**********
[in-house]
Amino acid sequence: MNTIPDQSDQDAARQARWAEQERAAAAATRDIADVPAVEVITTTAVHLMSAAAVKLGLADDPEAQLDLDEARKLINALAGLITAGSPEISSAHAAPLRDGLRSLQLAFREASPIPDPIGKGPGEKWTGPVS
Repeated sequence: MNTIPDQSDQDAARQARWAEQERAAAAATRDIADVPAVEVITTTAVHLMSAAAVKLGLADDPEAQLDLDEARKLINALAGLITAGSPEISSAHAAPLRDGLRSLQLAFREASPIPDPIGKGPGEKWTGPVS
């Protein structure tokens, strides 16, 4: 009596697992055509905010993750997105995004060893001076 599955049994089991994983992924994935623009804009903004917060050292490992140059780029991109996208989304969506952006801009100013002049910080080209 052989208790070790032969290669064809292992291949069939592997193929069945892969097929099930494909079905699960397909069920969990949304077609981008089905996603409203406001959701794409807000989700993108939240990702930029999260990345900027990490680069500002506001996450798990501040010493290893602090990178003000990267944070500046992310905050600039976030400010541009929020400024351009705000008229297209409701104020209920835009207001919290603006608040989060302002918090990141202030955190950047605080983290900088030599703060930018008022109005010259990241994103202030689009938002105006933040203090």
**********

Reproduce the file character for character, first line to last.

[in-house]
Amino acid sequence: MNTIPDQSDQDAARQARWAEQERAAAAATRDIADVPAVEVITTTAVHLMSAAAVKLGLADDPEAQLDLDEARKLINALAGLITAGSPEISSAHAAPLRDGLRSLQLAFREASPIPDPIGKGPGEKWTGPVS
Repeated sequence: MNTIPDQSDQDAARQARWAEQERAAAAATRDIADVPAVEVITTTAVHLMSAAAVKLGLADDPEAQLDLDEARKLINALAGLITAGSPEISSAHAAPLRDGLRSLQLAFREASPIPDPIGKGPGEKWTGPVS
């Protein structure tokens, strides 16, 4: 009596697992055509905010993750997105995004060893001076 599955049994089991994983992924994935623009804009903004917060050292490992140059780029991109996208989304969506952006801009100013002049910080080209 052989208790070790032969290669064809292992291949069939592997193929069945892969097929099930494909079905699960397909069920969990949304077609981008089905996603409203406001959701794409807000989700993108939240990702930029999260990345900027990490680069500002506001996450798990501040010493290893602090990178003000990267944070500046992310905050600039976030400010541009929020400024351009705000008229297209409701104020209920835009207001919290603006608040989060302002918090990141202030955190950047605080983290900088030599703060930018008022109005010259990241994103202030689009938002105006933040203090």